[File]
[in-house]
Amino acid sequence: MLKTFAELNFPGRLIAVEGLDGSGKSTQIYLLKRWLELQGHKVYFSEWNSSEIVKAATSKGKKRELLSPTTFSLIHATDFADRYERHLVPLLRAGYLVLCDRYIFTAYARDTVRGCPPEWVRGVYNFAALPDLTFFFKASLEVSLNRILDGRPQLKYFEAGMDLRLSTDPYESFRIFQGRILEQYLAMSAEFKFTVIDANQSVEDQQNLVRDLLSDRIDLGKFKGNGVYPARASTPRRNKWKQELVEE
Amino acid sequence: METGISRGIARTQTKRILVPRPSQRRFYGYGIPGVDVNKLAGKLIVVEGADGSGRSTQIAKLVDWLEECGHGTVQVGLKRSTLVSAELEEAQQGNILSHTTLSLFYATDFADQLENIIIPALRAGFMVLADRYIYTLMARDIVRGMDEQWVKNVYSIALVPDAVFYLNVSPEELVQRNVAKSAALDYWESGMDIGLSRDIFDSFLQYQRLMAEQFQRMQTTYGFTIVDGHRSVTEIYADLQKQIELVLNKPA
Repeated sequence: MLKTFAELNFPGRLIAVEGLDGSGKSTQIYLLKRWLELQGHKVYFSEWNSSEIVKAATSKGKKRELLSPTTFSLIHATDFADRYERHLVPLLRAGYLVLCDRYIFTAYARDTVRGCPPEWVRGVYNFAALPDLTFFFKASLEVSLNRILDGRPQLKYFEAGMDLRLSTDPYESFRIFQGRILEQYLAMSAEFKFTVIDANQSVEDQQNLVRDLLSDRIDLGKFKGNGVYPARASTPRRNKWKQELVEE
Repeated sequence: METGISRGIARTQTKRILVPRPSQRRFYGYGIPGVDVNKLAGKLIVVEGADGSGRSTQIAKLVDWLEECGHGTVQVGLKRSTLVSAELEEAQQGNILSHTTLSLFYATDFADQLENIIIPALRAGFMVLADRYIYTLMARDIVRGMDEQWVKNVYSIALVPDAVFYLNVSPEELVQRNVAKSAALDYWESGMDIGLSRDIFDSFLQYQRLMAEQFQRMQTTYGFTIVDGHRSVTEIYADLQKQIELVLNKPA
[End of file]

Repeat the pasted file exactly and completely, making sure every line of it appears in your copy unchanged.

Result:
[in-house]
Amino acid sequence: MLKTFAELNFPGRLIAVEGLDGSGKSTQIYLLKRWLELQGHKVYFSEWNSSEIVKAATSKGKKRELLSPTTFSLIHATDFADRYERHLVPLLRAGYLVLCDRYIFTAYARDTVRGCPPEWVRGVYNFAALPDLTFFFKASLEVSLNRILDGRPQLKYFEAGMDLRLSTDPYESFRIFQGRILEQYLAMSAEFKFTVIDANQSVEDQQNLVRDLLSDRIDLGKFKGNGVYPARASTPRRNKWKQELVEE
Amino acid sequence: METGISRGIARTQTKRILVPRPSQRRFYGYGIPGVDVNKLAGKLIVVEGADGSGRSTQIAKLVDWLEECGHGTVQVGLKRSTLVSAELEEAQQGNILSHTTLSLFYATDFADQLENIIIPALRAGFMVLADRYIYTLMARDIVRGMDEQWVKNVYSIALVPDAVFYLNVSPEELVQRNVAKSAALDYWESGMDIGLSRDIFDSFLQYQRLMAEQFQRMQTTYGFTIVDGHRSVTEIYADLQKQIELVLNKPA
Repeated sequence: MLKTFAELNFPGRLIAVEGLDGSGKSTQIYLLKRWLELQGHKVYFSEWNSSEIVKAATSKGKKRELLSPTTFSLIHATDFADRYERHLVPLLRAGYLVLCDRYIFTAYARDTVRGCPPEWVRGVYNFAALPDLTFFFKASLEVSLNRILDGRPQLKYFEAGMDLRLSTDPYESFRIFQGRILEQYLAMSAEFKFTVIDANQSVEDQQNLVRDLLSDRIDLGKFKGNGVYPARASTPRRNKWKQELVEE
Repeated sequence: METGISRGIARTQTKRILVPRPSQRRFYGYGIPGVDVNKLAGKLIVVEGADGSGRSTQIAKLVDWLEECGHGTVQVGLKRSTLVSAELEEAQQGNILSHTTLSLFYATDFADQLENIIIPALRAGFMVLADRYIYTLMARDIVRGMDEQWVKNVYSIALVPDAVFYLNVSPEELVQRNVAKSAALDYWESGMDIGLSRDIFDSFLQYQRLMAEQFQRMQTTYGFTIVDGHRSVTEIYADLQKQIELVLNKPA